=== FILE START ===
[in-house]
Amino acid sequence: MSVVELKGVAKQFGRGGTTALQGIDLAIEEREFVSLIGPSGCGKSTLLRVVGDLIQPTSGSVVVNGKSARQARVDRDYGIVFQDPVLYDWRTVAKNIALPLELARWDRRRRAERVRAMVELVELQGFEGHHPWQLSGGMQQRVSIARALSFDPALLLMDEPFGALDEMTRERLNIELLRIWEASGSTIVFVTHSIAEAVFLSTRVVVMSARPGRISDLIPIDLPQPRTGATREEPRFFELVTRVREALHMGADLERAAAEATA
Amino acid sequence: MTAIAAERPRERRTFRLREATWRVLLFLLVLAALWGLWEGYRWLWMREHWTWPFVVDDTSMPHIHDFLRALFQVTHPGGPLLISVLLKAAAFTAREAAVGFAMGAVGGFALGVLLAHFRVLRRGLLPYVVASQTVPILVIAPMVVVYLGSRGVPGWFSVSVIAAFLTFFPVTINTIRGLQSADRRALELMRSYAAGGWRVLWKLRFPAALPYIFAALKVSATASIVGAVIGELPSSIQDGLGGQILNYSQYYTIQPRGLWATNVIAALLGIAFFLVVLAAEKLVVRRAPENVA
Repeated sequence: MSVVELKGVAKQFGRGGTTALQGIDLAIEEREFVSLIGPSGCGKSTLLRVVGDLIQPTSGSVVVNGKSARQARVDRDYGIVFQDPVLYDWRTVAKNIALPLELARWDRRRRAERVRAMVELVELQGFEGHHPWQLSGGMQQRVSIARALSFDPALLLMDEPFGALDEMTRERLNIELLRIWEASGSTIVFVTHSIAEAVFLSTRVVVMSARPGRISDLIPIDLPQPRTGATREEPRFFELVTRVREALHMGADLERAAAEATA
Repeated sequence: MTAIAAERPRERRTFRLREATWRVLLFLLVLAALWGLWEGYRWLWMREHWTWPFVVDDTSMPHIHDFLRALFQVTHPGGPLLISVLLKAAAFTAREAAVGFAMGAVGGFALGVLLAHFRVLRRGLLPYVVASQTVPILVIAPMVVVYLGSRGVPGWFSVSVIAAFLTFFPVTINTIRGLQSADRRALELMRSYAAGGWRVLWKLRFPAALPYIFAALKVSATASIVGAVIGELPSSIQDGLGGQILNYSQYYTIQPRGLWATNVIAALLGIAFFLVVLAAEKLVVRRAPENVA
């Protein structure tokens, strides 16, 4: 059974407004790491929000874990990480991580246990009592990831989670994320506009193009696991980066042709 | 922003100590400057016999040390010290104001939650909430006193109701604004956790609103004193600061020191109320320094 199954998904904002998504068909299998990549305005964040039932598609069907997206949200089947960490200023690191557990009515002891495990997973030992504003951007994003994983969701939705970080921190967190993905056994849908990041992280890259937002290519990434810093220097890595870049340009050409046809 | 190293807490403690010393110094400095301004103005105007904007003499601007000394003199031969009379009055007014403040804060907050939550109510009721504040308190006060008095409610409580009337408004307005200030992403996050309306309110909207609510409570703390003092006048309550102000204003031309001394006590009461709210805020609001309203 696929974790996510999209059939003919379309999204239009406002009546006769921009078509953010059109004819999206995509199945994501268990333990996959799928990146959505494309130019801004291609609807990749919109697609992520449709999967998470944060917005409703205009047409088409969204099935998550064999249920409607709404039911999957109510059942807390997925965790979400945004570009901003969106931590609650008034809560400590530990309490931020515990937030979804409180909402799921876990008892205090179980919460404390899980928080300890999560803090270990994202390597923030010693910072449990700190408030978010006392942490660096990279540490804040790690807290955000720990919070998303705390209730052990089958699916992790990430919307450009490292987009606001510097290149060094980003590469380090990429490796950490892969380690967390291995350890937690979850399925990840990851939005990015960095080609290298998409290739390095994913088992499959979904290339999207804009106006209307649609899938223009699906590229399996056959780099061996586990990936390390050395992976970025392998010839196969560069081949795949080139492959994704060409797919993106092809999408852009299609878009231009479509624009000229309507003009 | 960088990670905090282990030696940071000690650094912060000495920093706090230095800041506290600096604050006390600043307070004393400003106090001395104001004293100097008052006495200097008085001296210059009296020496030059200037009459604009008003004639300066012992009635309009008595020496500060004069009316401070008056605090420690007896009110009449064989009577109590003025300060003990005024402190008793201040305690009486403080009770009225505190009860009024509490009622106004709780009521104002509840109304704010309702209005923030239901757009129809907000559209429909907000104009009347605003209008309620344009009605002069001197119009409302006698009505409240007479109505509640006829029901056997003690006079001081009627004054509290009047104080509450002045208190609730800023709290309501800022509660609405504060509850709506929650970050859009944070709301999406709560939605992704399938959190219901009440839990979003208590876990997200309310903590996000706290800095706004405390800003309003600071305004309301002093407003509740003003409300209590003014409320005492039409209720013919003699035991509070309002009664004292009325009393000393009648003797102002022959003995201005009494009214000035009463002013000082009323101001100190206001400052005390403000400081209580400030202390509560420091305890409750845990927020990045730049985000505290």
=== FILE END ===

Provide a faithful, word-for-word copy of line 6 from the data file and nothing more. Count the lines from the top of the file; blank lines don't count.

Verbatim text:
């Protein structure tokens, strides 16, 4: 059974407004790491929000874990990480991580246990009592990831989670994320506009193009696991980066042709 | 922003100590400057016999040390010290104001939650909430006193109701604004956790609103004193600061020191109320320094 199954998904904002998504068909299998990549305005964040039932598609069907997206949200089947960490200023690191557990009515002891495990997973030992504003951007994003994983969701939705970080921190967190993905056994849908990041992280890259937002290519990434810093220097890595870049340009050409046809 | 190293807490403690010393110094400095301004103005105007904007003499601007000394003199031969009379009055007014403040804060907050939550109510009721504040308190006060008095409610409580009337408004307005200030992403996050309306309110909207609510409570703390003092006048309550102000204003031309001394006590009461709210805020609001309203 696929974790996510999209059939003919379309999204239009406002009546006769921009078509953010059109004819999206995509199945994501268990333990996959799928990146959505494309130019801004291609609807990749919109697609992520449709999967998470944060917005409703205009047409088409969204099935998550064999249920409607709404039911999957109510059942807390997925965790979400945004570009901003969106931590609650008034809560400590530990309490931020515990937030979804409180909402799921876990008892205090179980919460404390899980928080300890999560803090270990994202390597923030010693910072449990700190408030978010006392942490660096990279540490804040790690807290955000720990919070998303705390209730052990089958699916992790990430919307450009490292987009606001510097290149060094980003590469380090990429490796950490892969380690967390291995350890937690979850399925990840990851939005990015960095080609290298998409290739390095994913088992499959979904290339999207804009106006209307649609899938223009699906590229399996056959780099061996586990990936390390050395992976970025392998010839196969560069081949795949080139492959994704060409797919993106092809999408852009299609878009231009479509624009000229309507003009 | 960088990670905090282990030696940071000690650094912060000495920093706090230095800041506290600096604050006390600043307070004393400003106090001395104001004293100097008052006495200097008085001296210059009296020496030059200037009459604009008003004639300066012992009635309009008595020496500060004069009316401070008056605090420690007896009110009449064989009577109590003025300060003990005024402190008793201040305690009486403080009770009225505190009860009024509490009622106004709780009521104002509840109304704010309702209005923030239901757009129809907000559209429909907000104009009347605003209008309620344009009605002069001197119009409302006698009505409240007479109505509640006829029901056997003690006079001081009627004054509290009047104080509450002045208190609730800023709290309501800022509660609405504060509850709506929650970050859009944070709301999406709560939605992704399938959190219901009440839990979003208590876990997200309310903590996000706290800095706004405390800003309003600071305004309301002093407003509740003003409300209590003014409320005492039409209720013919003699035991509070309002009664004292009325009393000393009648003797102002022959003995201005009494009214000035009463002013000082009323101001100190206001400052005390403000400081209580400030202390509560420091305890409750845990927020990045730049985000505290």